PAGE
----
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The Story of Led Zeppelin’s Clash With Cops and Spilled Champagne in Pittsburgh

Hulton Archive, Getty Images

Led Zeppelin were still a young band when they made their second tour of the States in 1970. But as their March 30 stop in Pittsburgh proved, they were definitely a force to be reckoned with, both on and off stage.

Promoter Pat DiCesare was responsible for bringing the band to the city’s Civic Arena, and as he later recalled in a quote posted at the official Zeppelin website, their backstage behavior lived down to his low opinion of U.K. acts in general — at least when it came to the headaches incurred by requests on their rider.

“The English acts were always difficult to deal with,” DiCesare explained. “The group wanted two cases of Dom Perignon champagne for the dressing room. I had several runners whose jobs were to fetch what the acts demanded, the ‘rider requirements.’ … We tried to buy the two cases of Dom but to no avail. Horne’s Department store, the premier liquor store at the time, said that ‘In all of the city of Pittsburgh, you will not find two cases of Dom. You must order that item well in advance.'”

Undaunted, DiCesare and his team did their level best to fulfill the band’s request. “I dispatched my runner to all the state stores in the Tri-State area to fill up two cases with Dom and the next best thing he could find,” he continued. “Several hours later, I was again summoned to the dressing room.

‘What is this?’ the manager asked. ‘Champagne?’ I responded. ‘Champagne? You call this garbage champagne?’ he yelled. I tried to explain the incredible effort it took to gather up the champagne to fill the cases, but he kept calling it garbage.”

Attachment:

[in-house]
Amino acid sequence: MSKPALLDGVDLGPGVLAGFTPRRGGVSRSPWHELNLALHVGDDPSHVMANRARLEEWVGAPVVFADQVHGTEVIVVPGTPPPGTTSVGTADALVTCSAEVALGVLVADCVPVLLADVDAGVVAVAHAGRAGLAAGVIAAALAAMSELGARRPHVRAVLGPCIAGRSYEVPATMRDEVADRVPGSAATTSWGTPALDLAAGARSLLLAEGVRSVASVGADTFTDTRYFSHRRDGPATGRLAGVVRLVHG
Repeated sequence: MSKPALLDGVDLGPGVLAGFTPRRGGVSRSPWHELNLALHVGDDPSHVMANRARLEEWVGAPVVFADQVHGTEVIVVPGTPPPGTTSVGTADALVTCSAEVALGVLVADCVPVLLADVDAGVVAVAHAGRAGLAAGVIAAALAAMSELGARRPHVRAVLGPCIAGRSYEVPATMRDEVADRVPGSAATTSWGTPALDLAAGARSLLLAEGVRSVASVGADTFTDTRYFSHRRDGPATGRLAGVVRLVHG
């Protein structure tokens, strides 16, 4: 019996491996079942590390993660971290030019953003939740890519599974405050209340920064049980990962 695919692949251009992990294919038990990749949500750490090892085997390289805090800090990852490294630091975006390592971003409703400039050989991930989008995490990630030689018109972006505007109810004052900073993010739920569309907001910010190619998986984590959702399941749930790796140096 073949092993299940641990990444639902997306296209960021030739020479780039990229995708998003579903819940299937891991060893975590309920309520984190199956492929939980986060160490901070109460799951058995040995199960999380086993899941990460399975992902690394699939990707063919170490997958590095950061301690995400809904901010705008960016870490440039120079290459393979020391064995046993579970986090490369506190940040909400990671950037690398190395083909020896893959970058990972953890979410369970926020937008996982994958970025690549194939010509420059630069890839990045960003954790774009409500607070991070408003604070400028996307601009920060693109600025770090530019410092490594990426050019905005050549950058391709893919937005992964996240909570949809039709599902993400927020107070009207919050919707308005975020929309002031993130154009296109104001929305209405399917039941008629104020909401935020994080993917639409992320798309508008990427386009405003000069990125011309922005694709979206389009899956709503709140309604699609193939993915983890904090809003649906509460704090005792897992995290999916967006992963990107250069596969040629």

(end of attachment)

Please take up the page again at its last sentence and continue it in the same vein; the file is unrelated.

But the yelling was pleasant compared to what happened next: “He reached for a bottle, one that cost me about $100 apiece, and threw it against the wall. Again and again, until all 24 bottles were smashed. Two thousand and five hundred dollars disappeared before my eyes.”

If Zeppelin’s backstage behavior painted them as profligate prima donnas, the way they conducted themselves during the show sent another message entirely. As had been the case repeatedly throughout the tour, the band noticed an ugly current of tension running between the young crowd and the local police running security at the arena, and at one point, they actually refused to perform.

“The cheering fans stood on their seats and went wild with enthusiasm, but baton-wielding cops ran into the crowd and pushed people off the chairs,” wrote Ralph Hulett and Jerry Prochnicky in their book Whole Lotta Led: Our Flight With Led Zeppelin. “It could have turned out pretty ugly. When you were being bombarded with the Zeppelin sound, it was hard to just sit there.”

“We couldn’t play with that sort of friction so we just stopped playing and walked away,” guitarist Jimmy Page later recalled. “That seemed to cool the police from running round sorting out the audience, and when we went back onstage after five or 10 minutes, there was no trouble. What we’re finding so often on this tour of the States is that the relationship between police and audience are bad from the start. So, it ends up with us having to cool things down.”

It all seems a little quaint now, but at the time, Led Zeppelin’s brand of hard rock disturbed a number of older authority figures, and with generational friction already running high over social issues like civil rights and foreign wars, any kind of rowdiness could be viewed with fear and suspicion. Arguing that the U.S. was an “uncool country” at the time, the report found Page coming firmly to the fans’ defense.

“The police act tough with crowds out of fear but if they just left people alone and didn’t get all worked up and scared, I’m sure nothing would happen,” he argued. “I mean, you see a cop waving a stick and you get shaky — and how can we carry on playing when the cops are roaming among an apparently peaceful audience, anticipating trouble? That’s what’s happening.”

Led Zeppelin would emerge from their 1970 tour exhausted but otherwise unscathed, although their issues with local authorities were far from finished: During their 1975 tour, the band was infamously banned from Boston after fans who were let into the venue for early ticket sales ran amok and racked up thousands of dollars in damage. Again, Page stood with the fans, noting, “The last thing I want to be is respectable.”

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